Tuesday, 9 June 2015

The second half of life

Just a few days ago I sent the following (by Richard Rohr, a Franciscan), to some of my friends in the second or third parts of their lives. (My friend Kim H  had first posted this on Facebook)

Richard  Rohr from "Falling Upward."
  
"Just remember this: no one can keep you from the second half of your own life except yourself.
  
 Nothing can inhibit your second journey except your own lack of courage, patience, and imagination.
  
 Your second journey is all yours to walk or to avoid.
  
 My conviction is that some falling apart of the first journey is necessary for this to happen,
 so do not waste a moment of time lamenting poor parenting,  lost job, failed relationship, physical handicap, gender identity, economic poverty, or even the tragedy of any kind of abuse.
  
  Pain is part of the deal.
  
 If you don't walk into the second half of your own life, it is you who do not want it.
  
 God will always give you exactly what you truly want and desire. So make sure you
 desire, desire deeply, desire yourself, desire God, desire everything good, true, and beautiful.
  
 All the emptying out is only for the sake of a Great Outpouring.
  
God, like nature, abhors all vacuums, and rushes to fill them."
 
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It's one thing to share words such as these.  It's another thing to believe and live them.  I write so because I have been on the verge of the pity pot in recent days.
 
(1)  Last Saturday I was with by (almost) 91 year old friend Ben.  He has advanced macular degeneration, and my task was to write the checks for his bills, so that he could sign them, and we could place them in the envelopes etc.
 
Then I gave him a bonus.  I drove him to Total Wine so that he could re-stock his liquor cabinet.  No big deal for me - a blessing for Ben.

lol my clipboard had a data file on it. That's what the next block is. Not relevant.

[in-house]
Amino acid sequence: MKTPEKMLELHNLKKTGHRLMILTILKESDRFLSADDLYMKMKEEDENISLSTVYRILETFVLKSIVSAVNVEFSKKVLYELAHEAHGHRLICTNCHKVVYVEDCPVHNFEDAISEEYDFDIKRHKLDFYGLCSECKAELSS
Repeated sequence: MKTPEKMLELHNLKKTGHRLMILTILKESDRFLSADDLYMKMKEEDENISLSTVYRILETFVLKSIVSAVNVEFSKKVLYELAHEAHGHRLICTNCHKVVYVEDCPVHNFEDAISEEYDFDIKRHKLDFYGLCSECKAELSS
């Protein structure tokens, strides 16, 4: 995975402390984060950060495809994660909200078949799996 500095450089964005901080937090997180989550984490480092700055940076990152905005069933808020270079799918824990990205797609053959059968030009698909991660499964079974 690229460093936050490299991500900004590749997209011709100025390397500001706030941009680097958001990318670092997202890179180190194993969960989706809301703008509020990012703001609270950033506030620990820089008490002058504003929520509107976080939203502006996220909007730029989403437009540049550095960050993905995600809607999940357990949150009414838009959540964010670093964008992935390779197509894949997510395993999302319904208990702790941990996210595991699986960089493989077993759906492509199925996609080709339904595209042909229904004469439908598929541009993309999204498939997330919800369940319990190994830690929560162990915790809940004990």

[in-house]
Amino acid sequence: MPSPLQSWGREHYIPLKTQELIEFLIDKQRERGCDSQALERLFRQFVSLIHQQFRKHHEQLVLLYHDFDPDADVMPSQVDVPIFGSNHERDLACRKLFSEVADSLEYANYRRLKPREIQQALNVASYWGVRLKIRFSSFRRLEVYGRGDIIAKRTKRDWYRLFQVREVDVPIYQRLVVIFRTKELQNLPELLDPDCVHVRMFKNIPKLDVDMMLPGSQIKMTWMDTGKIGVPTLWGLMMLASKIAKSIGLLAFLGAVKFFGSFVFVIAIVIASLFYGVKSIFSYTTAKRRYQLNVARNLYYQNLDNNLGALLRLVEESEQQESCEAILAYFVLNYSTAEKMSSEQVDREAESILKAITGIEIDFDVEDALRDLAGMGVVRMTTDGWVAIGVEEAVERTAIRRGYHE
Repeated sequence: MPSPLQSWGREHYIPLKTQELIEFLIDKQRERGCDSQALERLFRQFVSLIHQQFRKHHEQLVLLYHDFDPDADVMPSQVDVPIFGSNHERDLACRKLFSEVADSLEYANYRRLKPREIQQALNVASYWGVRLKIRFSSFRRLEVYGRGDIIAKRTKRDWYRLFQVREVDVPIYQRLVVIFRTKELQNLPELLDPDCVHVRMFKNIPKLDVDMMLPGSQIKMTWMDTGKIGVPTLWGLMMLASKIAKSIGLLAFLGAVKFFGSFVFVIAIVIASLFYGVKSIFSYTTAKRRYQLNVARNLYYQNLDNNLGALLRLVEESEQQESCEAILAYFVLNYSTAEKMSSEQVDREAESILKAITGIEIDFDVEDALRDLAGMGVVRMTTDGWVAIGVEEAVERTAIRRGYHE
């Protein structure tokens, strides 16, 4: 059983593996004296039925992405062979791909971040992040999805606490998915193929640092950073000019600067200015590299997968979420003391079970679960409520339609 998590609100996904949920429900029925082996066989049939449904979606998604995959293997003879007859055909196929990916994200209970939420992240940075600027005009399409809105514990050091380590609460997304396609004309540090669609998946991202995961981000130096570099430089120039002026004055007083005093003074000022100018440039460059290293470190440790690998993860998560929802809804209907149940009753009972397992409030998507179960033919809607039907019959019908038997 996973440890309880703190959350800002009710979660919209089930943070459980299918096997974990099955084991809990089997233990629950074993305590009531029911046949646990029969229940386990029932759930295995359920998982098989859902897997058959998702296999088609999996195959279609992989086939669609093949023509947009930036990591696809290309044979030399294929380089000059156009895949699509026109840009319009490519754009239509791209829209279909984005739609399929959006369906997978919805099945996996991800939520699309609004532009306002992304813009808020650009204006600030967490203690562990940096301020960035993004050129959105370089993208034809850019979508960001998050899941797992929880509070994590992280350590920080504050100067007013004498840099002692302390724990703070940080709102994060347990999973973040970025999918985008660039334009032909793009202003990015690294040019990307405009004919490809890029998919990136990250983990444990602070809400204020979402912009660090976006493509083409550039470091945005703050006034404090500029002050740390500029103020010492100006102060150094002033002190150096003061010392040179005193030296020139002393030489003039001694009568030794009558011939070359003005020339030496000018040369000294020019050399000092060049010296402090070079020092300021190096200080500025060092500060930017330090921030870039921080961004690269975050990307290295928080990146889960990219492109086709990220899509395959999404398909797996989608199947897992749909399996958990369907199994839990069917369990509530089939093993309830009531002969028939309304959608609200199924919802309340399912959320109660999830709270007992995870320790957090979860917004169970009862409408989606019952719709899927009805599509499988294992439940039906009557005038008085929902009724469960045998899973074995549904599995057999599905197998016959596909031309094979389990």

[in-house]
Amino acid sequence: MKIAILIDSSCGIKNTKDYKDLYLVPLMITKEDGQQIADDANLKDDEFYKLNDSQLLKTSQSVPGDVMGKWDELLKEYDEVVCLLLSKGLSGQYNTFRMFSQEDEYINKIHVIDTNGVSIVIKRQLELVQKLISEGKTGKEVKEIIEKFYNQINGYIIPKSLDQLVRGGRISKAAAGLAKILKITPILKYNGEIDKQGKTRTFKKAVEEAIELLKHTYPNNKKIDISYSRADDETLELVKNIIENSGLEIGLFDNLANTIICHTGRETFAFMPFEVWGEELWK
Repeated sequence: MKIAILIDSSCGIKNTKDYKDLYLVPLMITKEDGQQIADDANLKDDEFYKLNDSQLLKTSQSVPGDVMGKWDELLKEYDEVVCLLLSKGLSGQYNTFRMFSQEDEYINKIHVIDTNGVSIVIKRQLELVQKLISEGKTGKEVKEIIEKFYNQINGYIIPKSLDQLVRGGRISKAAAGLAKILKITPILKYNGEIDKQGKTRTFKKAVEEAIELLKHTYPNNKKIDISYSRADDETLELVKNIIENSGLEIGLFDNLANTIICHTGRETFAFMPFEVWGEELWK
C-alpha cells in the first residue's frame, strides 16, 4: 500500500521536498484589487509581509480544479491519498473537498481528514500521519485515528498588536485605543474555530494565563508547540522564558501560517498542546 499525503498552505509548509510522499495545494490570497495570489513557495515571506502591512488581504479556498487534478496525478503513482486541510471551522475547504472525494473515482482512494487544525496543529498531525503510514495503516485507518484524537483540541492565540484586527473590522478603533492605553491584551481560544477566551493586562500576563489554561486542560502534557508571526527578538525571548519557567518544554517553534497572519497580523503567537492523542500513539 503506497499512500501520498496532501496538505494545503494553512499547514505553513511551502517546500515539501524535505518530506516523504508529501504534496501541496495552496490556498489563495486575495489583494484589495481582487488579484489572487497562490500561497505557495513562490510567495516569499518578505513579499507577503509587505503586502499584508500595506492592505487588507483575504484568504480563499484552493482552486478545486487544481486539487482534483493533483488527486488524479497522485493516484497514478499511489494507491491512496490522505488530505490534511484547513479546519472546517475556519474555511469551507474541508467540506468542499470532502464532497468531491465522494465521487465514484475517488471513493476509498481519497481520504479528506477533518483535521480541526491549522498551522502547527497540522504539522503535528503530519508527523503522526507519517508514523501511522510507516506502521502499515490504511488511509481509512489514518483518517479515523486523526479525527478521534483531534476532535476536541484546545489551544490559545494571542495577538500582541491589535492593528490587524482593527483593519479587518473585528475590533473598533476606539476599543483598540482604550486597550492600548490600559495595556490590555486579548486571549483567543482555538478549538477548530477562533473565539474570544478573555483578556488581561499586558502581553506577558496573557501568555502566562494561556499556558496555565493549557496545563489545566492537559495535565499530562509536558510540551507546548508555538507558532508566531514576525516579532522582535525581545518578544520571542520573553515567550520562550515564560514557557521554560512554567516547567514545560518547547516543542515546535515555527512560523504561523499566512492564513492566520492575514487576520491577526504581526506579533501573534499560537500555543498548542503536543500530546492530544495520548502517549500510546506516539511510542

(2) Today I drove my late 70's friend Bob to surgical centre for his cataract surgery, and met him there after the surgery.    Glad to do it!
 
(3) On Wednesday I am to have dinner with a women I hardly know.  She is a friend of a friend of mine.She endures a lot of pain and loneliness.  Her best friend is away for the summer.

 She phoned me with her invitation.


"Darn", I thought, "that's the last thing I want to do, have dinner with someone I hardly know".  But I accepted her invitation.

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Those three happenings propelled me to the pity pot.  I am one of the youngest retirees in "our set", and I began to muse "but who will take care of my when I am old and frail?"
 
"Grace" drew me back.  For this afternoon I heard from my dear friend Gwen, who in her late eighties,  is about to take another trip to  Iona  (where her soul lives), despite the worries and concerns of her anxious daughters.  (Their anxiety is rooted in deep love).

The Richard Rohr article had strengthened her conviction that another trip to Iona would be an essential

 I replied:  "My dear Gwen, go  for it.  Should it be the case,  it would be better to die joyfully on Iona than to rust away in Lenox, MA".

Gwen's embrace of her second-half journeys give me reason for hope.  I know that if  I do not walk into the second half my life, it sill I who will not want it.

BUT if  I enjoy that walk, there will most certainly be companions on the way.


God grant that I will also enjoy courage, patience, and imagination.








 
 


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